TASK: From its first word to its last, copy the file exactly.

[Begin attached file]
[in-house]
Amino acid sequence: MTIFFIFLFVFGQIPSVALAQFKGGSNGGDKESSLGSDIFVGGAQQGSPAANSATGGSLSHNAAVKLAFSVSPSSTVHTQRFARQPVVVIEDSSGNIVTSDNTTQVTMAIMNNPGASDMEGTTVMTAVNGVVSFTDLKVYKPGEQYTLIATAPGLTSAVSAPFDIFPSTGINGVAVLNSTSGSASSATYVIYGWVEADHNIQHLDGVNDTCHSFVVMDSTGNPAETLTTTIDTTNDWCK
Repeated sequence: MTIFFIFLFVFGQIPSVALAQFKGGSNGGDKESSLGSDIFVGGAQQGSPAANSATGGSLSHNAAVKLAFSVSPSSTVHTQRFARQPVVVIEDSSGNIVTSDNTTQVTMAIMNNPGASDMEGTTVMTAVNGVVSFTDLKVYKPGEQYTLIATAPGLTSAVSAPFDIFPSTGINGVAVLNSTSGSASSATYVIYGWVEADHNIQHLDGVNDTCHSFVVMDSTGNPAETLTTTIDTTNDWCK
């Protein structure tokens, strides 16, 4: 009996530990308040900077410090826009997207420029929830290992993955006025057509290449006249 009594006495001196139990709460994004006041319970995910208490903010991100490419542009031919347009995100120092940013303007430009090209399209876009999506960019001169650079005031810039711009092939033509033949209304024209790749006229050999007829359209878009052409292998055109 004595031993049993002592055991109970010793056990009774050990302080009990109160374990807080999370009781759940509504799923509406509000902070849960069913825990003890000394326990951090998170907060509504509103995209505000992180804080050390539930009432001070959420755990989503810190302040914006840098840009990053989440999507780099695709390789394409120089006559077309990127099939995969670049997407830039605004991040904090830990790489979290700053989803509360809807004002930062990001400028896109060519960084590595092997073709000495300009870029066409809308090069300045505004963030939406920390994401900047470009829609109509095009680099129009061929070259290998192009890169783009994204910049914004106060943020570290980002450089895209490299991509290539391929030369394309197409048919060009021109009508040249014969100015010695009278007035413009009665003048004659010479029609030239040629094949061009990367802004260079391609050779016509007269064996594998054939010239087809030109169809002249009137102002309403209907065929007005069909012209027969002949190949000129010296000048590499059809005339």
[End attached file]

[in-house]
Amino acid sequence: MTIFFIFLFVFGQIPSVALAQFKGGSNGGDKESSLGSDIFVGGAQQGSPAANSATGGSLSHNAAVKLAFSVSPSSTVHTQRFARQPVVVIEDSSGNIVTSDNTTQVTMAIMNNPGASDMEGTTVMTAVNGVVSFTDLKVYKPGEQYTLIATAPGLTSAVSAPFDIFPSTGINGVAVLNSTSGSASSATYVIYGWVEADHNIQHLDGVNDTCHSFVVMDSTGNPAETLTTTIDTTNDWCK
Repeated sequence: MTIFFIFLFVFGQIPSVALAQFKGGSNGGDKESSLGSDIFVGGAQQGSPAANSATGGSLSHNAAVKLAFSVSPSSTVHTQRFARQPVVVIEDSSGNIVTSDNTTQVTMAIMNNPGASDMEGTTVMTAVNGVVSFTDLKVYKPGEQYTLIATAPGLTSAVSAPFDIFPSTGINGVAVLNSTSGSASSATYVIYGWVEADHNIQHLDGVNDTCHSFVVMDSTGNPAETLTTTIDTTNDWCK
């Protein structure tokens, strides 16, 4: 009996530990308040900077410090826009997207420029929830290992993955006025057509290449006249 009594006495001196139990709460994004006041319970995910208490903010991100490419542009031919347009995100120092940013303007430009090209399209876009999506960019001169650079005031810039711009092939033509033949209304024209790749006229050999007829359209878009052409292998055109 004595031993049993002592055991109970010793056990009774050990302080009990109160374990807080999370009781759940509504799923509406509000902070849960069913825990003890000394326990951090998170907060509504509103995209505000992180804080050390539930009432001070959420755990989503810190302040914006840098840009990053989440999507780099695709390789394409120089006559077309990127099939995969670049997407830039605004991040904090830990790489979290700053989803509360809807004002930062990001400028896109060519960084590595092997073709000495300009870029066409809308090069300045505004963030939406920390994401900047470009829609109509095009680099129009061929070259290998192009890169783009994204910049914004106060943020570290980002450089895209490299991509290539391929030369394309197409048919060009021109009508040249014969100015010695009278007035413009009665003048004659010479029609030239040629094949061009990367802004260079391609050779016509007269064996594998054939010239087809030109169809002249009137102002309403209907065929007005069909012209027969002949190949000129010296000048590499059809005339």